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Ancient Alexandria

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• The Great Library of Alexandria
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Egypt's Alexandria was founded by one of the world's most famous figures and has endured as one of the world's most famous cities.

Alexander the Great mapped out the site himself, in April 331 B.C., along with chief architect Dinocrates. The original city was built near an existing Egyptian city called Rhakotis. Eventually, the two cities melded, as did the various Mediterranean cultures that inhabited and passed through Alexandria down through the centuries.

When Alexander departed for further battles against Persian King Darius, a viceroy named Cleomenes directed the construction of the city.

Alexander never returned, but his legacy lived on in the streets, studies, and reputation of the city that still bears his name. The city grew quickly, eclipsing Carthage and other former seats of power. In little more than 100 years, Alexandria was the largest city in the world. For centuries, it was second only to Rome in terms of both population and influence.

As the crossroads between east and west, north and south, Alexandria served as home to many communities, including a very large Greek population and, at that time, the largest urban Jewish population in the world. A Greek translation of the Hebrew Bible known as the Septuagint was produced in Alexandria.

The city plan called for a Hippodomi, or quadrilateral grid, plan. This kind of plan, incorporating two main streets that cross at right angles, was common in Greek cities at the time. In addition, side streets ran parallel to the two main streets. From above, the city layout looked like a chessboard. The story goes that the grid was laid out using barley flour.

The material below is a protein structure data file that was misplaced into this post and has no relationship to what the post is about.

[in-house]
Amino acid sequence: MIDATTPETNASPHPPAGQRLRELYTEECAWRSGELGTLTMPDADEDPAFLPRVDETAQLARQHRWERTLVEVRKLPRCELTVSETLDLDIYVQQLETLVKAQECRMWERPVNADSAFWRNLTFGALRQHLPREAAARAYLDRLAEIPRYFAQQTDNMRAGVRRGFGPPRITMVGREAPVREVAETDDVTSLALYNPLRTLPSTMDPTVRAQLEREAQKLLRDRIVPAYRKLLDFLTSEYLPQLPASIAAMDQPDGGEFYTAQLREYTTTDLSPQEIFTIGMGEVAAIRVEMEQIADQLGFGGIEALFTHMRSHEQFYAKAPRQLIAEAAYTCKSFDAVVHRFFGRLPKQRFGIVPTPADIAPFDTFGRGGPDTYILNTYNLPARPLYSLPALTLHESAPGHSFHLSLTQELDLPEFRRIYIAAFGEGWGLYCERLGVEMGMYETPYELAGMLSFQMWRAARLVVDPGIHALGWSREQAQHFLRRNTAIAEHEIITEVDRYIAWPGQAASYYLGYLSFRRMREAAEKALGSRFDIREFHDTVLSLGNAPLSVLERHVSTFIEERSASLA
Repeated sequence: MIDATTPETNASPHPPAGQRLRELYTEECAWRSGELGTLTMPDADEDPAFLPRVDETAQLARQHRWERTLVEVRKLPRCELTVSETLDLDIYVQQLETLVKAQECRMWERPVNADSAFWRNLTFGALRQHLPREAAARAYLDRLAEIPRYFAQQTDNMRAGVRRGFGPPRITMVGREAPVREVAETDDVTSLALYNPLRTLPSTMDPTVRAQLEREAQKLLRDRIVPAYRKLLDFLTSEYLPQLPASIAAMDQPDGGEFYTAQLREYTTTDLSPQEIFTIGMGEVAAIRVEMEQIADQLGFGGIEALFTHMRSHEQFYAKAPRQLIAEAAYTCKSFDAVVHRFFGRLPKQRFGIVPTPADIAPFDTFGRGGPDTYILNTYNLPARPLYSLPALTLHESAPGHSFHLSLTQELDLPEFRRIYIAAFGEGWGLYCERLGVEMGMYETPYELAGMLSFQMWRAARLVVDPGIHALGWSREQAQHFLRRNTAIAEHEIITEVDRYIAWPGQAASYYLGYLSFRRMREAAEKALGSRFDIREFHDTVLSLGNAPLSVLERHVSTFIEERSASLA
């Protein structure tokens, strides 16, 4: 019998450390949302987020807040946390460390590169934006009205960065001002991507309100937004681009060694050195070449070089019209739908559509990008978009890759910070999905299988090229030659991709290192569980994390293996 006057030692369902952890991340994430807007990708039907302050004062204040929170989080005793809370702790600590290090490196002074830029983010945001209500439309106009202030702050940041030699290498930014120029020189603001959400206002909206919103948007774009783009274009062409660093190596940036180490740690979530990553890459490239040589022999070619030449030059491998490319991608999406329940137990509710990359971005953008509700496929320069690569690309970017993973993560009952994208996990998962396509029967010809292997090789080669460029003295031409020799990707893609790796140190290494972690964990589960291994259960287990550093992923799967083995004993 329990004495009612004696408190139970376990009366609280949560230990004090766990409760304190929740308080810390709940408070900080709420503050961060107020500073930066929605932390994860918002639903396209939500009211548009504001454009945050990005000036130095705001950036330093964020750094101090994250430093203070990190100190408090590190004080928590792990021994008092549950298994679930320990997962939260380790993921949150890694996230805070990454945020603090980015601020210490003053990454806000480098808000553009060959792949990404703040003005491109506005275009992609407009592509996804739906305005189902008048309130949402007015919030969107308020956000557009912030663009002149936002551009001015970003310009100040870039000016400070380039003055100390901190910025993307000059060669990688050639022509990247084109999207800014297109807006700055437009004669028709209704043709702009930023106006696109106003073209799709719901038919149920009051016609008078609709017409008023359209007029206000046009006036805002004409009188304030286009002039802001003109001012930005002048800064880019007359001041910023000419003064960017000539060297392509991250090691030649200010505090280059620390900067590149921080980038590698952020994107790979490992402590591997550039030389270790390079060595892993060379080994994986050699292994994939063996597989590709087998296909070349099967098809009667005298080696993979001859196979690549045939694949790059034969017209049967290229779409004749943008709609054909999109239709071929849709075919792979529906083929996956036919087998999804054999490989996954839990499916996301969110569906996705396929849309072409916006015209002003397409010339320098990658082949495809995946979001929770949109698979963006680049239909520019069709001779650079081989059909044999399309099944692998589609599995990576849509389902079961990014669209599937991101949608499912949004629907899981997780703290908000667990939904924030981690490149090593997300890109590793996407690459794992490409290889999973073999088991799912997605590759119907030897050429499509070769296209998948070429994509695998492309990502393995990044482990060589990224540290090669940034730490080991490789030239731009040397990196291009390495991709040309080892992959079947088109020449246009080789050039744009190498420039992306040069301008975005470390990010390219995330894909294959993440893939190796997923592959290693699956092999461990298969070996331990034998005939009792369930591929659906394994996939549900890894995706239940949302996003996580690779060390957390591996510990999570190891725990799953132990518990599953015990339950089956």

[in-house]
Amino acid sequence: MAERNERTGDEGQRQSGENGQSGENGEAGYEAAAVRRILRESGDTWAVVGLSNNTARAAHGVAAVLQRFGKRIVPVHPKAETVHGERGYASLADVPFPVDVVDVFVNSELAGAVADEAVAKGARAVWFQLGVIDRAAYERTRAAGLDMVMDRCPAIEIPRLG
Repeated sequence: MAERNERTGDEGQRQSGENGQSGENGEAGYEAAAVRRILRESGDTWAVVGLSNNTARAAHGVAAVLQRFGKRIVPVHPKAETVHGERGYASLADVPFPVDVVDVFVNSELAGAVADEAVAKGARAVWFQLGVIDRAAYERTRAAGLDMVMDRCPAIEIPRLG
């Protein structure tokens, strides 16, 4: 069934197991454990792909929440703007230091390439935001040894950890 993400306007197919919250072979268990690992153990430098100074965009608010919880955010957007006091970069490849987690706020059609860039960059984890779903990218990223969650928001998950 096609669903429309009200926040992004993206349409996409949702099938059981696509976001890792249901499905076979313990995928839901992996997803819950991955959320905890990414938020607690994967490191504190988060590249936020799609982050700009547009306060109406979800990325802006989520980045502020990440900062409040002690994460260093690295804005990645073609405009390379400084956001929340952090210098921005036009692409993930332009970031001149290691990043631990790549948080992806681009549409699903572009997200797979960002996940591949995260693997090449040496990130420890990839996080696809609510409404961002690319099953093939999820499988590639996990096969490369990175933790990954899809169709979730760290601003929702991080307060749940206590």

The city planners divided the city into five (despite the name) quarters, of which Rakhotis was one. The others were the Brucheum, or royal quarter; the gymnasium; the Soma; and the Museion. The Brucheum ended up being the largest of the quarters, housing a succession of royal palaces, along with temples, the theater, the royal cemetery, and the Great Library. The Brucheum also housed the mausoleum of Alexander (although his body and tomb have yet to be found).

In addition to the Great Library, Alexandria's other great attraction was the Pharos Lighthouse, one of the Seven Ancient Wonders of the World. On an isthmus across the harbor from the city, the Pharos was built a couple of generations after the city's founding and survived for centuries before succumbing to a series of devastating earthquakes.

Alexandria fell under Roman rule in 30 B.C. After a devastating series of wars in the 2nd Century A.D., the Roman Emperor Hadrian rebuilt much of the city. Much of this rebuilding, including many temples, was destroyed in a purge ordered by Theophilus in 391. (Indeed, this is one of the theories for how the Great Library was destroyed.)

The city passed to Persian rule in 619, was again in Western hands in 629, under the Byzantine Emperor Heraclius, but then fell under the Muslim hammer in 641 and stayed under that influence for many centuries.

Ottoman Turks captured the city in 1517 and ruled it until 1798, when French troops under Napoleon occupied the city. Napoleon's hold on Alexandria was brief, as the British claimed possession of the city in 1801. Like much of the rest of Egypt, the city remained under British control or influence for another 150 or so years.

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